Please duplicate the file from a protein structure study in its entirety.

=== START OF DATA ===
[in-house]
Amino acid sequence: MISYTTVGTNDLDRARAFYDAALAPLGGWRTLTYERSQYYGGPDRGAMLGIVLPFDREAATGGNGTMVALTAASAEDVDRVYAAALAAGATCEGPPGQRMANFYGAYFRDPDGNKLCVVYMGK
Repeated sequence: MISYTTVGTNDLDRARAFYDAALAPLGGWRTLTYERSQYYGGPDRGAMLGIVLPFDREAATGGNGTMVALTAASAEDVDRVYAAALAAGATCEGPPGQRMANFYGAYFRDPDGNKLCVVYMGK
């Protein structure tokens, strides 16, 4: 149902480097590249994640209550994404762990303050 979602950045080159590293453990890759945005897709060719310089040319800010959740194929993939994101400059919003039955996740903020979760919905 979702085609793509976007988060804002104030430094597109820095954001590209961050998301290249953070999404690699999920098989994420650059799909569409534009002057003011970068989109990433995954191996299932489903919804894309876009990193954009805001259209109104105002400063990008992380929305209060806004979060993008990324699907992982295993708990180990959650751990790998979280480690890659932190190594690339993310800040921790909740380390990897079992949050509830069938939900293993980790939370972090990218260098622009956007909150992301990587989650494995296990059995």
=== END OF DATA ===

[in-house]
Amino acid sequence: MISYTTVGTNDLDRARAFYDAALAPLGGWRTLTYERSQYYGGPDRGAMLGIVLPFDREAATGGNGTMVALTAASAEDVDRVYAAALAAGATCEGPPGQRMANFYGAYFRDPDGNKLCVVYMGK
Repeated sequence: MISYTTVGTNDLDRARAFYDAALAPLGGWRTLTYERSQYYGGPDRGAMLGIVLPFDREAATGGNGTMVALTAASAEDVDRVYAAALAAGATCEGPPGQRMANFYGAYFRDPDGNKLCVVYMGK
């Protein structure tokens, strides 16, 4: 149902480097590249994640209550994404762990303050 979602950045080159590293453990890759945005897709060719310089040319800010959740194929993939994101400059919003039955996740903020979760919905 979702085609793509976007988060804002104030430094597109820095954001590209961050998301290249953070999404690699999920098989994420650059799909569409534009002057003011970068989109990433995954191996299932489903919804894309876009990193954009805001259209109104105002400063990008992380929305209060806004979060993008990324699907992982295993708990180990959650751990790998979280480690890659932190190594690339993310800040921790909740380390990897079992949050509830069938939900293993980790939370972090990218260098622009956007909150992301990587989650494995296990059995």